Golden syrup is a syrup made from raw sugar which is charcoal filtered to ensure its light blond appearance. The flavor is complexly mild with distinct notes of caramel and butterscotch; despite its low sodium content, golden syrup has a definite salinity to it as well, and makes a superb replacement for corn syrup. For those of you bakers and candy makers, golden syrup is part sucrose and part invert sugar, so it won't crystallize; it offers similar stabilizing properties as corn syrup, but with a richer, more rounded taste. Of course, it's more expensive as well, so only use it when you will be able to taste the difference.
Louisiana produces its own version, cane syrup, by reducing and filtering pure sugar cane juice. If the syrup-making process continues, we have various stages of molasses; the darker the molasses, the more it has been caramelized. Eventually, the sugars will become so caramelized and brown that they syrup will be more bitter and complex versus sweet (as in black strap molasses). A similar process is used to make true caramel color, which colors your colas brown and has no sweetness whatsoever.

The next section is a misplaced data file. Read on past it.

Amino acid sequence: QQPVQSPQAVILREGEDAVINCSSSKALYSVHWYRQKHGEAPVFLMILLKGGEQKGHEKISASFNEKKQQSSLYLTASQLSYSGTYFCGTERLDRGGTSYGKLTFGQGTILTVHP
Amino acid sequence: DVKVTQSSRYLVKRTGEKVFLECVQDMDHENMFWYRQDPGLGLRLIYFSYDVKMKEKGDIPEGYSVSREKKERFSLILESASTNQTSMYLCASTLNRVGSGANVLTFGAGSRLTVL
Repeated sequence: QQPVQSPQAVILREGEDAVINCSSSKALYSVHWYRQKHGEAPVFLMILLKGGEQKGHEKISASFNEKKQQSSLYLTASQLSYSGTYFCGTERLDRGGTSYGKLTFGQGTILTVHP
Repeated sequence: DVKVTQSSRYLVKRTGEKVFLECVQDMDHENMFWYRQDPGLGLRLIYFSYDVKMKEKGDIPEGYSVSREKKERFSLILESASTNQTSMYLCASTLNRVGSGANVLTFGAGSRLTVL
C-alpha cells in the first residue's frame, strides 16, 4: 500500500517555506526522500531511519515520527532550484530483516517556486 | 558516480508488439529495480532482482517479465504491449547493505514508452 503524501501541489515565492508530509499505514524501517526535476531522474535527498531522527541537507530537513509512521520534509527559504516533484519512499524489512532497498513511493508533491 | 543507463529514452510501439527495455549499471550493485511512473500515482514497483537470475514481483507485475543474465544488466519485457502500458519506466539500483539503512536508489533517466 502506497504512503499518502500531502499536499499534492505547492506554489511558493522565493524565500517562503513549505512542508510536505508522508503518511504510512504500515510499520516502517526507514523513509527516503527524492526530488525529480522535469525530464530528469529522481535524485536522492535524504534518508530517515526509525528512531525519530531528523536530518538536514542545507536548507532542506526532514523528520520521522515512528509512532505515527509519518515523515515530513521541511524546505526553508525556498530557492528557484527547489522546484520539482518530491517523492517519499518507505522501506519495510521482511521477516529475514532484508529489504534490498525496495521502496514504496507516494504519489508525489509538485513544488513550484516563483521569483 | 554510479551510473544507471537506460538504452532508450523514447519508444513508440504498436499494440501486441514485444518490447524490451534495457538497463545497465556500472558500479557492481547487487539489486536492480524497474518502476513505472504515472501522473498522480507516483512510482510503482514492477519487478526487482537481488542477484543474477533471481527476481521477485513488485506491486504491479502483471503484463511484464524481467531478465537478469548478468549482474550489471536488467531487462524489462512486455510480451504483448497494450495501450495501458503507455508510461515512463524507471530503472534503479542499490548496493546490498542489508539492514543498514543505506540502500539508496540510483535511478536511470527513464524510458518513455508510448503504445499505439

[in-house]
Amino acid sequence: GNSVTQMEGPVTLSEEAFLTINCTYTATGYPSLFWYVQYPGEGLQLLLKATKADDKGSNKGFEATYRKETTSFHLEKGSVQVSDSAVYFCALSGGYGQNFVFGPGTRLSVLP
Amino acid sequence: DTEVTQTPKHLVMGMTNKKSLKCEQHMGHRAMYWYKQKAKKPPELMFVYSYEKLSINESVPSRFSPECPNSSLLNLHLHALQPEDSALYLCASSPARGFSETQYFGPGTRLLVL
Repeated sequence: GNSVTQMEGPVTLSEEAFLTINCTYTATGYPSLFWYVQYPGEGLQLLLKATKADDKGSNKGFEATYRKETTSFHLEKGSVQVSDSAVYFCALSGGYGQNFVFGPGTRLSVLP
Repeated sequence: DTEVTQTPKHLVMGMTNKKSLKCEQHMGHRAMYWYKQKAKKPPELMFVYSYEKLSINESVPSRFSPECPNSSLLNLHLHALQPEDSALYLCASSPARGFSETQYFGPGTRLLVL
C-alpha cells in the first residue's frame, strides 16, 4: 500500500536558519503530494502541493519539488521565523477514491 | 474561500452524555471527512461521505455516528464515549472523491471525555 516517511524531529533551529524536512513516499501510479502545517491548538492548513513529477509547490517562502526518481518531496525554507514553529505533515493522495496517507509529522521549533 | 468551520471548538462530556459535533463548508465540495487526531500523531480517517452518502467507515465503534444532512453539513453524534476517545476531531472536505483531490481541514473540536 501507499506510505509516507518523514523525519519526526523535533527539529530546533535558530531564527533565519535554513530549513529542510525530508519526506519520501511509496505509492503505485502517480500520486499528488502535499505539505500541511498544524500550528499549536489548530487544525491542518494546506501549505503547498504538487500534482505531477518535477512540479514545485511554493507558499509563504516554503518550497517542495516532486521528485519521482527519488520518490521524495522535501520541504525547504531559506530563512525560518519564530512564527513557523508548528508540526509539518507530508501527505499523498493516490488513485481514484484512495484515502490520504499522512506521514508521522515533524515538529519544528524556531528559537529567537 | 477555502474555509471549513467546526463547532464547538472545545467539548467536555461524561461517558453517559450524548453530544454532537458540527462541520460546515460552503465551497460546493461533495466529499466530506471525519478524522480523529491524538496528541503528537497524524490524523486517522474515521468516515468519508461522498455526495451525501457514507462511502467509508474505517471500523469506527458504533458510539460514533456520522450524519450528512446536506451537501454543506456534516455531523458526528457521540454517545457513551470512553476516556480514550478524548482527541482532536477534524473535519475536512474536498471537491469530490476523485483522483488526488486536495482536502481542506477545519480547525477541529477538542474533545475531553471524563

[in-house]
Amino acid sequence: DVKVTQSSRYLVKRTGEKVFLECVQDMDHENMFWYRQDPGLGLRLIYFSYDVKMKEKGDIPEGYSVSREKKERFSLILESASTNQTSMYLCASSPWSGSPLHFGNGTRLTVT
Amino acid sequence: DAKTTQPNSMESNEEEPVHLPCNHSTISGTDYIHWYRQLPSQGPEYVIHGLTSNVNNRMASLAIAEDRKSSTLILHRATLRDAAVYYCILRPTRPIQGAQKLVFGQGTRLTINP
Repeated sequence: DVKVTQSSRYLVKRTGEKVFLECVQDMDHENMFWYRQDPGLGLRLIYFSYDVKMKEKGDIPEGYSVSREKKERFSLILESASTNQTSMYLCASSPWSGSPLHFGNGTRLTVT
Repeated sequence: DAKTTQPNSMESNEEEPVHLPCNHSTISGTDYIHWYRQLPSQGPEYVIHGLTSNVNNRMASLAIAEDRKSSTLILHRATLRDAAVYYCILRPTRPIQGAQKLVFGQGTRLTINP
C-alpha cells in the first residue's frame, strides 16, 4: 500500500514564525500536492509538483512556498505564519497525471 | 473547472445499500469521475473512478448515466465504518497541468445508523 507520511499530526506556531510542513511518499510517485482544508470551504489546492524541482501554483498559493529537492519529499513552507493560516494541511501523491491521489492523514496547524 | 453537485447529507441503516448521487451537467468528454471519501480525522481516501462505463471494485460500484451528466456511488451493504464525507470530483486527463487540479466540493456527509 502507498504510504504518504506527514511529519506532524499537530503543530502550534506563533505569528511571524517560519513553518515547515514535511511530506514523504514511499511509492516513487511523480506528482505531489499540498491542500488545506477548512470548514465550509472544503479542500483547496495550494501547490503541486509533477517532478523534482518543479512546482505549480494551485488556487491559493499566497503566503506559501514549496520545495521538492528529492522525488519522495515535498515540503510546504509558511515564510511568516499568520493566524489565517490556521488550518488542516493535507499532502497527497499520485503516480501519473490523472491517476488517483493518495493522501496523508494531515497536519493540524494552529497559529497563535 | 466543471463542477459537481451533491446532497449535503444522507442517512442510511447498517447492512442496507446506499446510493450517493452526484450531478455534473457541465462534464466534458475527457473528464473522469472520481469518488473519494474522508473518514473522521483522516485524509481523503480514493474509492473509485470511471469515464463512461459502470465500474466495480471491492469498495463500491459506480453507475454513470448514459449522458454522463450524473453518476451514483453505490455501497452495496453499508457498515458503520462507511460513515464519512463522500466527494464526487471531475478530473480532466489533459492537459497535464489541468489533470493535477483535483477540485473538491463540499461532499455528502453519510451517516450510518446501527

Golden syrup is popular in the UK and in Australia as well as in some parts of the American South, where cane syrup and, of course, molasses, are widely used. In recipes calling for golden syrup, you can substitute light corn syrup with a touch of molasses mixed in, but it still won't be quite the same. The flavor of golden syrup is simply unlike anything else.
Although molasses is relatively easy to find, locating Golden syrup can be a bit of a challenge locally - lucky for me, Whole Foods recently discontinued it and I snatched up 4 tins at half price. I have purchased it before at the Fresh Market on Bethel Road, and, for some reason, it is also carried at the German Village Giant Eagle (only that location, which has an interesting selection of international foods all-around, given its small size). Golden syrup can be ordered online through the English Tea Store; cane syrup can be purchased through Pure Cajun Products (I have never ordered from either of these companies, just for the record).
Source for this post: Harold McGee's fantastic On Food and Cooking.